The last-minute decision ended more than two months of brinksmanship with the Canadian company that makes the smart phones, a tool popular both with businesspeople and gadget-loving consumers in this Gulf federation.
The ban on e-mail, messaging and Web services - which the government threatened to impose over security concerns - was due to take effect Monday.
Half a million local users and thousands of BlackBerry-toting business travelers would have been affected. Dubai's airport, the region's busiest, handles about 100,000 passengers daily.
"It's going to come as quite a relief," said BlackBerry user Matthew Reed, a Dubai-based analyst at Informa Telecoms & Media, a research firm. "It was not at all clear what would happen until right up to the end."
While a number of countries, including India and Saudi Arabia, have threatened BlackBerry crackdowns in recent months, the UAE's proposed ban drew widespread attention because of the country's tough negotiating stance and its role as a highly wired, tech-savvy trade and transportation hub.
The Emirates telecommunications regulator confirmed that a deal had been reached with device maker Research in Motion Ltd. that brought the devices into compliance with local laws.
The Telecommunications Regulatory Authority provided few details, but said "no suspension of service will occur" Monday as previously planned, according to a statement carried by state news agency WAM.
The wording of the announcement suggested the reprieve was permanent.
The TRA acknowledged "the positive engagement and collaboration of Research In Motion (RIM) in reaching this regulatory compliant outcome." It wasn't clear what concessions, if any, the Canadian device maker made to avert the ban.
TRA representatives were not available for comment Friday, the start of the local weekend.
List of Countries Considering BlackBerry Ban
RIM declined to comment specifically on the UAE decision.
"RIM cannot discuss the details of confidential regulatory matters that occur in specific countries, but RIM confirms that it continues to approach lawful access matters internationally within the framework of core principles" it has spelled out in the past, the company said in an e-mailed statement.
Shardul Shrimani, a telecoms analyst at IHS Global Insight, said RIM likely gave authorities some limited access to the encryption data they use to safeguard users' messages or will allow them access to its servers.
"They must have come to some sort of agreement where there's some limited access," Shrimani said.
RIM's co-CEO Jim Balsillie said last month that the company has no way of providing government officials with the text of encrypted corporate e-mails sent on its phones, but that it won't object if individual companies that use the devices hand over their encryption keys to authorities.
Balsillie said countries that want access to BlackBerry e-mails could theoretically set up a national registry where companies doing business within their borders would have to provide government officials with the ability to peek at encrypted messages.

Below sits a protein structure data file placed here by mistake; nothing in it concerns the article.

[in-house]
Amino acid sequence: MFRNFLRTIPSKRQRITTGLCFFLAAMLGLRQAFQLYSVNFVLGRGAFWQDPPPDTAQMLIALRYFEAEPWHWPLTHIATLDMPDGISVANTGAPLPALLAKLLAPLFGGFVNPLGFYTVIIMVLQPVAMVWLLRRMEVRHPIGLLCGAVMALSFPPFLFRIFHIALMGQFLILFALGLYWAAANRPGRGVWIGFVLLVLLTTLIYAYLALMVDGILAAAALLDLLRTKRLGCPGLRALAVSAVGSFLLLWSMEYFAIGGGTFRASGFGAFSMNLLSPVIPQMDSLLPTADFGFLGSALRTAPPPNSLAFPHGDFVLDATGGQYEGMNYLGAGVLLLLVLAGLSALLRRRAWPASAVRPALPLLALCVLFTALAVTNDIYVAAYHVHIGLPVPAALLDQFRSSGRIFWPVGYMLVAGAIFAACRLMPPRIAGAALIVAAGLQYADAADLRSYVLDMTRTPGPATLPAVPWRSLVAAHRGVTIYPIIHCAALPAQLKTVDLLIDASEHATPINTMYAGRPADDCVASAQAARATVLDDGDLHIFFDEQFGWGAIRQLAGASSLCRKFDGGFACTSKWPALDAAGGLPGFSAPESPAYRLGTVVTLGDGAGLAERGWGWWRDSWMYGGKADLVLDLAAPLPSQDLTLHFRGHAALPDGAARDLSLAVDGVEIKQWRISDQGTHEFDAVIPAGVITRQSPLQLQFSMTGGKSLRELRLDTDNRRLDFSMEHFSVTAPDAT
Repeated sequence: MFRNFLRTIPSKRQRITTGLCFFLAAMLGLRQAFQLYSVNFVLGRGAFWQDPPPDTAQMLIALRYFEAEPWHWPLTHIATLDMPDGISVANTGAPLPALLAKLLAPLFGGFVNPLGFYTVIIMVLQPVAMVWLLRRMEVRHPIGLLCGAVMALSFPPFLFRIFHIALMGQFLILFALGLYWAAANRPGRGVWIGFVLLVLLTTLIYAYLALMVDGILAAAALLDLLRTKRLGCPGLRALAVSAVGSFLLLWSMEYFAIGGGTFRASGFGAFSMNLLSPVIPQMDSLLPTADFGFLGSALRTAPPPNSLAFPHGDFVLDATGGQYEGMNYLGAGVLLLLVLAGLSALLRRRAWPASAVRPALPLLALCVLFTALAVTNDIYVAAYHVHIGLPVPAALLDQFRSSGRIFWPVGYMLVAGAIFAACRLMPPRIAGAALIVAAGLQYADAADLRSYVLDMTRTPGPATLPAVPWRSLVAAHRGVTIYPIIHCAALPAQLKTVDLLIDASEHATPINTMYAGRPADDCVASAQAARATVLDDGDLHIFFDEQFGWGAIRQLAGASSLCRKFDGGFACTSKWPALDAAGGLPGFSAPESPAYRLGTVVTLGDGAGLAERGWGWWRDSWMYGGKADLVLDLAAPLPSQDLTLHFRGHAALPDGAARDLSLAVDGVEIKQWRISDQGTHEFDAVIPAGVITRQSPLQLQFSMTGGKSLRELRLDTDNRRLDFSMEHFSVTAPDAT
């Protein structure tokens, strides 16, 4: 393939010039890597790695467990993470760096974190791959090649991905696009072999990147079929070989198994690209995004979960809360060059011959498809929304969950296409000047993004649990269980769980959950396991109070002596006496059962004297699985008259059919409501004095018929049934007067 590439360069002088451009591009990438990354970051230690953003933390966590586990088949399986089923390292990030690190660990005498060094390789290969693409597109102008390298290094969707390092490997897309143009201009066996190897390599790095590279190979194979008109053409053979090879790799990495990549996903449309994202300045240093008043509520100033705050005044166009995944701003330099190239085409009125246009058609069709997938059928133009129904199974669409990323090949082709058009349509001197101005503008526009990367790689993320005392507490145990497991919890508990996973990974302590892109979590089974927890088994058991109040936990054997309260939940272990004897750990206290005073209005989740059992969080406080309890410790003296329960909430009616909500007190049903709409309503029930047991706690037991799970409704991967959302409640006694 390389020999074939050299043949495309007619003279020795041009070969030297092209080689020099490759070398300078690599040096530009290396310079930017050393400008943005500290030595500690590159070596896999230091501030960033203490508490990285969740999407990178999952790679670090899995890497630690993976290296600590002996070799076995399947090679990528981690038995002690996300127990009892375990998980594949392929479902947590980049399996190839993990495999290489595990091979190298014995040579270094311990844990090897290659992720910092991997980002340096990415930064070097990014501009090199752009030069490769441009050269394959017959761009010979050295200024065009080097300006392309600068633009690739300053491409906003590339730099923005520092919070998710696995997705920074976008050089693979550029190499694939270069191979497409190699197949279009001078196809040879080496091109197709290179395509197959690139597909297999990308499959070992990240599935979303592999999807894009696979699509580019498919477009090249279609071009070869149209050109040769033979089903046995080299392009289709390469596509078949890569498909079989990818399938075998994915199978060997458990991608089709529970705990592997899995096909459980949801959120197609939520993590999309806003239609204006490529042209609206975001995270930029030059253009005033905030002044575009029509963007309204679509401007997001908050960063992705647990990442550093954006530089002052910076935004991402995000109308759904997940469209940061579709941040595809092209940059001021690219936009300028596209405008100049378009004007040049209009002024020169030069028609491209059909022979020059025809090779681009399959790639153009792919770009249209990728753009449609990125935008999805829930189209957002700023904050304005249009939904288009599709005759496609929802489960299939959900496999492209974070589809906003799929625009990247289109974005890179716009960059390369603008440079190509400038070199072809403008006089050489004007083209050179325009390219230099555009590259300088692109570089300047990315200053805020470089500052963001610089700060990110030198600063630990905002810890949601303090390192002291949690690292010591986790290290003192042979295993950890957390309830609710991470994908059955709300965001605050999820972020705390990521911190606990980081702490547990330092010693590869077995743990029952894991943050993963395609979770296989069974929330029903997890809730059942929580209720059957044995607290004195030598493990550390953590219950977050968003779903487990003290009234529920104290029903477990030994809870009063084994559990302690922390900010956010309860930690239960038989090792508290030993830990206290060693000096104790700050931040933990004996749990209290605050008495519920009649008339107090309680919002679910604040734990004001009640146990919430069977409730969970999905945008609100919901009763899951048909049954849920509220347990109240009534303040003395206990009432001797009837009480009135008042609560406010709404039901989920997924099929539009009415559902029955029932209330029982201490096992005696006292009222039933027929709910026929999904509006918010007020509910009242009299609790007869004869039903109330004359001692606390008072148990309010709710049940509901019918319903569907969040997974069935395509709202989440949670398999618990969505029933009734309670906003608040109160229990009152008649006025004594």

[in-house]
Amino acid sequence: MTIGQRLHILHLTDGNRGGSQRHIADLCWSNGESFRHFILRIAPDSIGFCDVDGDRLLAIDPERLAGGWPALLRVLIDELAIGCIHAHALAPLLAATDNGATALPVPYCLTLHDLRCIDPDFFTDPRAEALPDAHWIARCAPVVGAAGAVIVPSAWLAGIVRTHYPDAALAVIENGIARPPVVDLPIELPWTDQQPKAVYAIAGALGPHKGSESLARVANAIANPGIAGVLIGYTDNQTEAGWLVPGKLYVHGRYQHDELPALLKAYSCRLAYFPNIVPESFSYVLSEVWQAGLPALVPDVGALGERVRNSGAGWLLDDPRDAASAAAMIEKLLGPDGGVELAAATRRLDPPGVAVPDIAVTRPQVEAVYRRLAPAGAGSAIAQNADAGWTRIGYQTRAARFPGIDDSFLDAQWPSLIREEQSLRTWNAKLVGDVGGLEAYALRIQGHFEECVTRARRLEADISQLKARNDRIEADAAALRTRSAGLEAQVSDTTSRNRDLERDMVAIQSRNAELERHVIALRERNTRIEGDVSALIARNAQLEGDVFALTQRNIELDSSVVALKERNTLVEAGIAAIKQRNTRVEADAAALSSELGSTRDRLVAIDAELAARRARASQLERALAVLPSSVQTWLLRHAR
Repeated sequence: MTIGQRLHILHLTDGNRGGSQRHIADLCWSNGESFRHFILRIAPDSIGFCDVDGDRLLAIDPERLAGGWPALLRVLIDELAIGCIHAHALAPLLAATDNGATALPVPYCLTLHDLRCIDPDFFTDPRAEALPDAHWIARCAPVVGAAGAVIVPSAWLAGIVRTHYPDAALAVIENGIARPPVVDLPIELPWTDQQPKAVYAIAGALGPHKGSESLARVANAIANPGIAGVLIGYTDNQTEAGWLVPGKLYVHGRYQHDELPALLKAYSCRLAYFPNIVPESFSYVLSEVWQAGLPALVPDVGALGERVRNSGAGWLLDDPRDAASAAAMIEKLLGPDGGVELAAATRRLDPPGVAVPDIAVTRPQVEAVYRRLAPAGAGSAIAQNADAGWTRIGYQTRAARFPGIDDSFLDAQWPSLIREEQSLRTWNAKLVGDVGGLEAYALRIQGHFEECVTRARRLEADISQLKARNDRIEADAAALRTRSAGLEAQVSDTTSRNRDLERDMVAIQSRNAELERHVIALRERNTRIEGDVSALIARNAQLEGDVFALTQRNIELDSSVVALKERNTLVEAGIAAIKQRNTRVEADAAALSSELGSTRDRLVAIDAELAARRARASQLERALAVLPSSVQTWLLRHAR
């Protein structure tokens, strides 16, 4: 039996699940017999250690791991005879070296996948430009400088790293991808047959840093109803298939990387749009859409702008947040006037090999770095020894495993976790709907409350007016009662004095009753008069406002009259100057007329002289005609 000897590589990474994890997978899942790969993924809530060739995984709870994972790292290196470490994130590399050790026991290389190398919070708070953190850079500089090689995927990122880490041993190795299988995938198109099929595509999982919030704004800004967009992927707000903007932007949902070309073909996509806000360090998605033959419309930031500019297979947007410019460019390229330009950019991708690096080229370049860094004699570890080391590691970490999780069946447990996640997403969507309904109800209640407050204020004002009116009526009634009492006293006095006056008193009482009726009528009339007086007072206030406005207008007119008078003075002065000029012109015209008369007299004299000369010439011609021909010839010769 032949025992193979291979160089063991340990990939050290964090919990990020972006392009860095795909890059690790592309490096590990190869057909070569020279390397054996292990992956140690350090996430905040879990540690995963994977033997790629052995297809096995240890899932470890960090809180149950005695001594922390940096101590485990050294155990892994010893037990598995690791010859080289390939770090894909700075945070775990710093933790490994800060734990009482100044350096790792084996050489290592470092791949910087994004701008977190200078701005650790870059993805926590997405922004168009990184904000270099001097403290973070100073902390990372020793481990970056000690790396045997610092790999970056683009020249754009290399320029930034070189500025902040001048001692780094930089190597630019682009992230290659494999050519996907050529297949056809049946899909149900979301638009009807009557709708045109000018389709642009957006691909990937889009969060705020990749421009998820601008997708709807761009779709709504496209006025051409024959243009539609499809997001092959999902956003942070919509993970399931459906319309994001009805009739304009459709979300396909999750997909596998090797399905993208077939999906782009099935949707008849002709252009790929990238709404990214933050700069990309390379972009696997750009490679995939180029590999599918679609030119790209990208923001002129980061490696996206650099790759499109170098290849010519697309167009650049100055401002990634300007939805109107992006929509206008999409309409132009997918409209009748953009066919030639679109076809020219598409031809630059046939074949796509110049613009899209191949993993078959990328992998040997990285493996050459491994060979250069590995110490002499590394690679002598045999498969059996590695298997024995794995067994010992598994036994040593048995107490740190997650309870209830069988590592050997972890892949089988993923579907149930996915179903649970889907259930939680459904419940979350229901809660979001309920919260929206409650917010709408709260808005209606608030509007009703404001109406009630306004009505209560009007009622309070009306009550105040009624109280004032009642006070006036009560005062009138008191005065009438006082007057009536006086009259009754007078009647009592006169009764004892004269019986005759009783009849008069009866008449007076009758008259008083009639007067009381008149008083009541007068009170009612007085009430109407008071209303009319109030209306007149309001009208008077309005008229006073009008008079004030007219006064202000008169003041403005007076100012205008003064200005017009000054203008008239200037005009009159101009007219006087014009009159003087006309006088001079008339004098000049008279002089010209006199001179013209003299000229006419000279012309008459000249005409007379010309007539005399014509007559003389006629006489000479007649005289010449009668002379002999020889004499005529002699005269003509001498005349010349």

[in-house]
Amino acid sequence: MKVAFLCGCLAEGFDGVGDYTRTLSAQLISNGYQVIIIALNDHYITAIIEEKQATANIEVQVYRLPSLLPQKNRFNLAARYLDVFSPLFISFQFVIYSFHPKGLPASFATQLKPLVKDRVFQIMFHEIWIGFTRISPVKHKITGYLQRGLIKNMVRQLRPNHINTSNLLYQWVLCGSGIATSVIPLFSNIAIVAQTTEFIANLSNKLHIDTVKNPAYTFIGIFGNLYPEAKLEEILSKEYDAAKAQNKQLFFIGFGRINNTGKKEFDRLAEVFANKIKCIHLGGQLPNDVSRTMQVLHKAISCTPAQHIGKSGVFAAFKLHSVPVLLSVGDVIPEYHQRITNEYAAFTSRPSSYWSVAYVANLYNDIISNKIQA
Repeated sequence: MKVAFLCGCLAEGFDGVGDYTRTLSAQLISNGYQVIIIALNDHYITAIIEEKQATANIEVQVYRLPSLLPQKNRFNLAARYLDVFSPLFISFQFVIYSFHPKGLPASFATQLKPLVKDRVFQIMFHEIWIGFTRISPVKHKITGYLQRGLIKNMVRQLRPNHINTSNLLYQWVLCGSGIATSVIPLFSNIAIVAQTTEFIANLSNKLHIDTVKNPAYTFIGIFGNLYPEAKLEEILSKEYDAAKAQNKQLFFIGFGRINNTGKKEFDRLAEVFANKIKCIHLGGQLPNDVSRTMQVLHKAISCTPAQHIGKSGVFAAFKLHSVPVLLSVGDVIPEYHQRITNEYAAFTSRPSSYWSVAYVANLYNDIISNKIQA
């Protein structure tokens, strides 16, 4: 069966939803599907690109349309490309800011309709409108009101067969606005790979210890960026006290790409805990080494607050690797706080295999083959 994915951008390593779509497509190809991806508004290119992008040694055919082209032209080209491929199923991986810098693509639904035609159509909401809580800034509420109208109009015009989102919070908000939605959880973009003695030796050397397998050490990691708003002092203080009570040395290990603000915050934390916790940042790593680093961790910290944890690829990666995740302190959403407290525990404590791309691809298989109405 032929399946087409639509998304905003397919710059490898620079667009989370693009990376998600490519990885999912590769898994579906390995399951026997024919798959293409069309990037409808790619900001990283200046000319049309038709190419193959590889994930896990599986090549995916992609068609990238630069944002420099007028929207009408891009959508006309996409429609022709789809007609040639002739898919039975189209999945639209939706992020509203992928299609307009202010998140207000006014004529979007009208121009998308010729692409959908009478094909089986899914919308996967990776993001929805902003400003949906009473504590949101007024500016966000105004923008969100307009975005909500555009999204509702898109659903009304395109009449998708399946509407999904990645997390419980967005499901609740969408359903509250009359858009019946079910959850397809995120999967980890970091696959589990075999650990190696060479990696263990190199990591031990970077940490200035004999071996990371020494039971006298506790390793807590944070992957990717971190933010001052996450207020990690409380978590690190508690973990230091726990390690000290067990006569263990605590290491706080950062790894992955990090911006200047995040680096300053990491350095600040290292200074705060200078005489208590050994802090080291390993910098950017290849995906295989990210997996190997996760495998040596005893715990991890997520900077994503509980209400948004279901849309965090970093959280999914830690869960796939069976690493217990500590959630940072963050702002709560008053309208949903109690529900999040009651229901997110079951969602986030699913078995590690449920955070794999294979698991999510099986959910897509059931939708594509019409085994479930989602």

The consumer version of BlackBerrys carries a lower level of encryption than the ones made for corporate clients. Emirati authorities would likely want the ability to access those phones' data as well.
Saudi Arabia in August backed down from a threat to block the popular BlackBerry Messenger service after closed-door talks with RIM, resolving for now a dispute over the phones there.
India has also put off plans to block corporate e-mail and messaging services unless RIM makes data more easily available to its intelligence and law enforcement agencies. New Delhi gave the company a 60-day reprieve starting Aug. 31.
Other countries, including Lebanon and Indonesia, have raised BlackBerry concerns but have not announced plans to block service.
UAE BlackBerry users were thrilled that a ban had been averted there Friday.
"We are very happy. It's a good decision," said BlackBerry user Jitendra Gianchandani, an accountant who runs a consulting company in the Emirates.
Gianchandani said he had no problem with the government potentially gaining access to BlackBerry data so long as it is trying to protect against unauthorized use and terrorist threats.
Announcement Likely to Raise Questions
But Reed, the telecoms analyst, expects many BlackBerry owners will want more clarity on the terms of the deal.
"RIM's big corporate clients might be wondering what kind of compromises it might have made," he said.
The UAE city-state of Dubai hosts the regional headquarters of numerous multinational companies, many of whom ship goods through its hulking seaport, the busiest in the Middle East. The Emirati capital of Abu Dhabi is one of the world's largest oil producers and an increasingly important source of investment capital.
BlackBerrys are popular because data sent through them is seen as highly secure.
Emirati authorities have raised concerns that the phones' security features could be misused by terrorists and criminals. The U.S. government and some analysts say those concerns are legitimate.
Free-speech advocates have criticized the crackdown, saying it provides a convenient justification to tighten controls on the flow of information. UAE censors already patrol the Internet, blocking access to pornography and other sites deemed dangerous or offensive.
Shrimani said he was not surprised the Emirates relented in the end.
A service ban "could have had a negative impact on their economy," he said. "So it really was in their best interest to stand back on this occasion."